Baseball Magic, ‘George Gmelch Gmelch shows that magical ritual, taboos, and fetishes surround aspects of baseball that are least predictable, thus most likely to challenge human control.’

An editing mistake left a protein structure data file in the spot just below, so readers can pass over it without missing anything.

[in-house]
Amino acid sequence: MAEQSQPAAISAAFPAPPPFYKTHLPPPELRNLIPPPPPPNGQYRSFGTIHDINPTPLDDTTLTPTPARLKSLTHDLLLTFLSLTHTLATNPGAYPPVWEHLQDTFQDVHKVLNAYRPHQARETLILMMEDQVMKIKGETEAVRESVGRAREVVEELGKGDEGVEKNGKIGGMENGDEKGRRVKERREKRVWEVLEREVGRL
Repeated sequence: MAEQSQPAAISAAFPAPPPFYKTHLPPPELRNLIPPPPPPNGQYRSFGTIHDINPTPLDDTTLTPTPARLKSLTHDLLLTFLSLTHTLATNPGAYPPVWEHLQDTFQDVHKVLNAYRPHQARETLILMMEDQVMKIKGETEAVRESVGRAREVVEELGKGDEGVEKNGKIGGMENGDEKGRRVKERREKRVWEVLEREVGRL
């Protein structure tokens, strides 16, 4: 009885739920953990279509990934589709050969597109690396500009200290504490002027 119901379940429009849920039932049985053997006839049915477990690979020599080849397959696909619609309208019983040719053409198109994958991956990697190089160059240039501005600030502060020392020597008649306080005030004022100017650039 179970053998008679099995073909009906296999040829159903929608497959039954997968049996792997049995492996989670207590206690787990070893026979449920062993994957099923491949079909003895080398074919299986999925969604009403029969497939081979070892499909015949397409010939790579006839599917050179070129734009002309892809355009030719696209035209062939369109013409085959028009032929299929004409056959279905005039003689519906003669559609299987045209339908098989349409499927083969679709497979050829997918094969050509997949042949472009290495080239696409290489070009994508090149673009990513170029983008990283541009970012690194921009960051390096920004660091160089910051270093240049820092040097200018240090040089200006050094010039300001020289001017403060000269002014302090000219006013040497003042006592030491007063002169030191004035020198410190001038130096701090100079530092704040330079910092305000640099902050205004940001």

There is a taboo against crossing bats, against permitting one bat to rest on top of another. Although this superstition appears to be dying out among ballplayers today, it was religiously observed by some of my teammates. One of my Hispanic teammates became quite annoyed when another player tossed a bat from the batting cage and it landed on top of his bat. Later he explained that the top bat might steal hits from the lower one. In his view, bats contained a finite number of hits, a sort of baseball “image of limited good.” For Pirate shortstop Honus Wagner, a charter member of baseball’s Hall of Fame, each bat contained only 100 hits and never more. Regardless of the quality of the bat, he would discard it after its 100th hit.